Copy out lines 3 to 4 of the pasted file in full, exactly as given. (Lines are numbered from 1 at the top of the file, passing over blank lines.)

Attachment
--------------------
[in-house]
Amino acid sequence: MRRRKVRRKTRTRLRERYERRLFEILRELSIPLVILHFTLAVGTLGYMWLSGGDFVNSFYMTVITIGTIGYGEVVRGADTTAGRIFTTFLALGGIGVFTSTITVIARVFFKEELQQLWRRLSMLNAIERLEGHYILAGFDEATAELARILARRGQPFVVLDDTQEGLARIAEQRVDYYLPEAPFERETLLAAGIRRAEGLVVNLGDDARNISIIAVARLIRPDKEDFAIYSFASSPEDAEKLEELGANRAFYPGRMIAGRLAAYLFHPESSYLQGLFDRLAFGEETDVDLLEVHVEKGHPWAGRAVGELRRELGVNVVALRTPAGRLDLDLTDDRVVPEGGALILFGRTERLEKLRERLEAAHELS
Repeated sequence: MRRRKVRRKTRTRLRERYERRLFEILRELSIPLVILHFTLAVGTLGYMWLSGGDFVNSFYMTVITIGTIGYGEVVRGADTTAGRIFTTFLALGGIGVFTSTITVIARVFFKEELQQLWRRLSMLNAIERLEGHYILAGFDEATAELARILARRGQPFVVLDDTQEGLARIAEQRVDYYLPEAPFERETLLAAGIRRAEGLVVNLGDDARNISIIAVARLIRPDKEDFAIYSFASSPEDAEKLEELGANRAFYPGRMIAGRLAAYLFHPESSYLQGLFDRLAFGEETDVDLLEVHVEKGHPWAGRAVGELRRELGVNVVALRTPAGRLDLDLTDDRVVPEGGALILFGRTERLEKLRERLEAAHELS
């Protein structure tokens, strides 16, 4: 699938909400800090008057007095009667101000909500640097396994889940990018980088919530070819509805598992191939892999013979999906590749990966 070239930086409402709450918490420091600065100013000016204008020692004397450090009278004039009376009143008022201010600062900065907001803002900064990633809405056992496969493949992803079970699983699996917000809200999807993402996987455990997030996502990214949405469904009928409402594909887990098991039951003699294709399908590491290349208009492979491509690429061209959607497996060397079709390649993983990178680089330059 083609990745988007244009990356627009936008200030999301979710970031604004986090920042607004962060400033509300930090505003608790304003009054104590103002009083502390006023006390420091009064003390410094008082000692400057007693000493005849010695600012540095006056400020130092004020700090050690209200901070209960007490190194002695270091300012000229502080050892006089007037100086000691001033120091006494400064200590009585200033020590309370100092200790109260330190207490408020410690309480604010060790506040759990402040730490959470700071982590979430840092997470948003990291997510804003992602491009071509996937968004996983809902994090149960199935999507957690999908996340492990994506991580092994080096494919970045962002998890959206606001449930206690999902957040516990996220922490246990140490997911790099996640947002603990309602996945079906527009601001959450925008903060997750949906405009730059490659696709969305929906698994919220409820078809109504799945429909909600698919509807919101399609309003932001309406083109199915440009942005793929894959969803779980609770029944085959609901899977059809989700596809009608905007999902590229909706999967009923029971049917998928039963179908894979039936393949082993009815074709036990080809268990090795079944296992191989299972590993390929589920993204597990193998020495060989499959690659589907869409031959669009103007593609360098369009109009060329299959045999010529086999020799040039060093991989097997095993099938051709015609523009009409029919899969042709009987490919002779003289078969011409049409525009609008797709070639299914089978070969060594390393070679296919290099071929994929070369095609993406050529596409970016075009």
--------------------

Repeated sequence: MRRRKVRRKTRTRLRERYERRLFEILRELSIPLVILHFTLAVGTLGYMWLSGGDFVNSFYMTVITIGTIGYGEVVRGADTTAGRIFTTFLALGGIGVFTSTITVIARVFFKEELQQLWRRLSMLNAIERLEGHYILAGFDEATAELARILARRGQPFVVLDDTQEGLARIAEQRVDYYLPEAPFERETLLAAGIRRAEGLVVNLGDDARNISIIAVARLIRPDKEDFAIYSFASSPEDAEKLEELGANRAFYPGRMIAGRLAAYLFHPESSYLQGLFDRLAFGEETDVDLLEVHVEKGHPWAGRAVGELRRELGVNVVALRTPAGRLDLDLTDDRVVPEGGALILFGRTERLEKLRERLEAAHELS
């Protein structure tokens, strides 16, 4: 699938909400800090008057007095009667101000909500640097396994889940990018980088919530070819509805598992191939892999013979999906590749990966 070239930086409402709450918490420091600065100013000016204008020692004397450090009278004039009376009143008022201010600062900065907001803002900064990633809405056992496969493949992803079970699983699996917000809200999807993402996987455990997030996502990214949405469904009928409402594909887990098991039951003699294709399908590491290349208009492979491509690429061209959607497996060397079709390649993983990178680089330059 083609990745988007244009990356627009936008200030999301979710970031604004986090920042607004962060400033509300930090505003608790304003009054104590103002009083502390006023006390420091009064003390410094008082000692400057007693000493005849010695600012540095006056400020130092004020700090050690209200901070209960007490190194002695270091300012000229502080050892006089007037100086000691001033120091006494400064200590009585200033020590309370100092200790109260330190207490408020410690309480604010060790506040759990402040730490959470700071982590979430840092997470948003990291997510804003992602491009071509996937968004996983809902994090149960199935999507957690999908996340492990994506991580092994080096494919970045962002998890959206606001449930206690999902957040516990996220922490246990140490997911790099996640947002603990309602996945079906527009601001959450925008903060997750949906405009730059490659696709969305929906698994919220409820078809109504799945429909909600698919509807919101399609309003932001309406083109199915440009942005793929894959969803779980609770029944085959609901899977059809989700596809009608905007999902590229909706999967009923029971049917998928039963179908894979039936393949082993009815074709036990080809268990090795079944296992191989299972590993390929589920993204597990193998020495060989499959690659589907869409031959669009103007593609360098369009109009060329299959045999010529086999020799040039060093991989097997095993099938051709015609523009009409029919899969042709009987490919002779003289078969011409049409525009609008797709070639299914089978070969060594390393070679296919290099071929994929070369095609993406050529596409970016075009």